So despair is perhaps a little premature. After all, the Burmese haven't despaired yet. They keep hoping that things will get better. I guess they have to. I guess we have to. Because the global economic culture that values the oil-ladling Burmese junta over the Burmese people is the same one that values tax-evading, privacy-invading, pollution-purveying, standard-of-living-degrading corporations over Americans. If we can't fight that here, while we can still speak up without reprisal, then it can't be fought. Which really would be cause for despair.

I hope the Burmese can free themselves. I hope we can. Because there isn't much help on the way from above, folks. Even if we got the perfect progressive president in 2008, they'd have to rely on the public to get their backs. In the end, there's only ever going to be boring, ordinary people deciding that they just can't take the bullshit and the inhumanity anymore and that maybe it's time to act to stop it.

Update: Moderating clause added above.

Posted by natasha at October 4, 2007 11:57 AM | Human Rights | Technorati links |
Comments

I have long admired Aung San Suu Kyi. She is an amazing woman and a noble human being in much the same vein as Nelson Mandela. As a result, I have followed Myanmar (Burma) to some degree, which is hard given our media's lack of interest until now. The military junta there is disgusting and brutal, but the country holds no strategic interest or oil revenues for our leaders to drool over, so no one has ever cared. I hope the people there can survive their oppressors and somehow rise up and bring justice to Myanmar (Burma), and then can install Aung San Suu Kyi at the head of the government that she became entitled to almost two decades ago with about 90% of the vote.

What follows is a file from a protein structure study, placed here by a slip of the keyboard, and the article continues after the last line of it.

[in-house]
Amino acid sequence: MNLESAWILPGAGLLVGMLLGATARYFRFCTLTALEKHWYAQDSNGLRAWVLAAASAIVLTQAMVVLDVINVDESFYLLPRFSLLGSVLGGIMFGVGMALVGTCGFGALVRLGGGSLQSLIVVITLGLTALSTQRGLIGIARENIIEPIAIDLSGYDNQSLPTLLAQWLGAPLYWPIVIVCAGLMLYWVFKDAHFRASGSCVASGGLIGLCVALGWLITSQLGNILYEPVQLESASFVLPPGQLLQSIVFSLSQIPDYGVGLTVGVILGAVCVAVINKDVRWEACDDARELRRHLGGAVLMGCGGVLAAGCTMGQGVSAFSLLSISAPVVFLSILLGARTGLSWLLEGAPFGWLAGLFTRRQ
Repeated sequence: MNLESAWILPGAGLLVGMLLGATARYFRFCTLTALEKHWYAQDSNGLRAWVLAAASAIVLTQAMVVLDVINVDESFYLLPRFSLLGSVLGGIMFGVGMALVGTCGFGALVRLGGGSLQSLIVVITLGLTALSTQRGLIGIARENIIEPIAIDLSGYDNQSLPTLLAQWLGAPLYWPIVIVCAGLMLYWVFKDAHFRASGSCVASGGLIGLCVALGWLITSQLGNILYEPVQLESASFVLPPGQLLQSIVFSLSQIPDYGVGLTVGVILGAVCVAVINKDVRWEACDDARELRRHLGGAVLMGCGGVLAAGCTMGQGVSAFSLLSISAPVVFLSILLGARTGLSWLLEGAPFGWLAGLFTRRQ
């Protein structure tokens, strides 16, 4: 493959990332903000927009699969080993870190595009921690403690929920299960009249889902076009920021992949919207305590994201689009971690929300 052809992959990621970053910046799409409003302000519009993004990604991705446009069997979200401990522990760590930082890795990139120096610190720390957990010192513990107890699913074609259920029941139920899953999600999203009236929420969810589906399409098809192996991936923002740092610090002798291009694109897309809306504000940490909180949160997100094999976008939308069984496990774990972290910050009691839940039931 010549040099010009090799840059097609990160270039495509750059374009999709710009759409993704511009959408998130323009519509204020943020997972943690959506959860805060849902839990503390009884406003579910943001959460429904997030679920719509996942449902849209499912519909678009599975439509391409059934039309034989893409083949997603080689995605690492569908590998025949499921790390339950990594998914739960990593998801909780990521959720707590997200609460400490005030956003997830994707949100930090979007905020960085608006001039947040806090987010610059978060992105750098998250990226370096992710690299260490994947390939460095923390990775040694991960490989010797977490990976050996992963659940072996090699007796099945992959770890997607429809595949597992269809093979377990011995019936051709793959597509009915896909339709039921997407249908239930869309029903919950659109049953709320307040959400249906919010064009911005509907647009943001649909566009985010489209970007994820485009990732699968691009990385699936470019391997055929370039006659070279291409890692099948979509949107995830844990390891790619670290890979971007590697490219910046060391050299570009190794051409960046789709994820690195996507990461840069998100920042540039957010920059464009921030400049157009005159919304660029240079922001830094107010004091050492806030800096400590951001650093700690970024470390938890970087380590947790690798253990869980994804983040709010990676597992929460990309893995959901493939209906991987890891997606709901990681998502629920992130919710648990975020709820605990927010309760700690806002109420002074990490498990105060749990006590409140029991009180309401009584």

Posted by: Scott at October 4, 2007 05:47 PM

I really, really hate imitating ccoaler at this moment, but I think the following link does pertain to a lot of your frustration...

Related story...did you know that the Junior League was initially created in response to snobbery? What happened was that the "old money" in Chicago didn't want to let members of the "new money" into their charitable/civic organizations - very much a "Not our kind, dear" attitude. In response, one of the rebuffed created the Junior League, which, in the 1910s at least, carried a fair bit of clout at cleaning up various urban messes, and haven't entirely given up on that point - for example, as conservative/stuffy as they've become over the years, they are, to the best of my knowledge, still the only group that has ever worked on behalf of African-American youth that try to escape their bad situations (usually gang-related) in Tacoma by hiding out in nearby Federal Way, most especially at what used to called the Sea-Tac Mall.

We, or at least the blogger community and its fellow travellers, have a different kind of wealth - information. You have the ability to access, analyze and assess at a level and at a rate that would be unthinkable fifteen years ago, when blogs really seemed to start becoming more than a plaything. You've had successes that still amaze the old guard, not to mention ourselves from time to time.

And the "old guardians" of all that information and the processed results look at you and say, "Not our kind, dear".

So it was ever thus.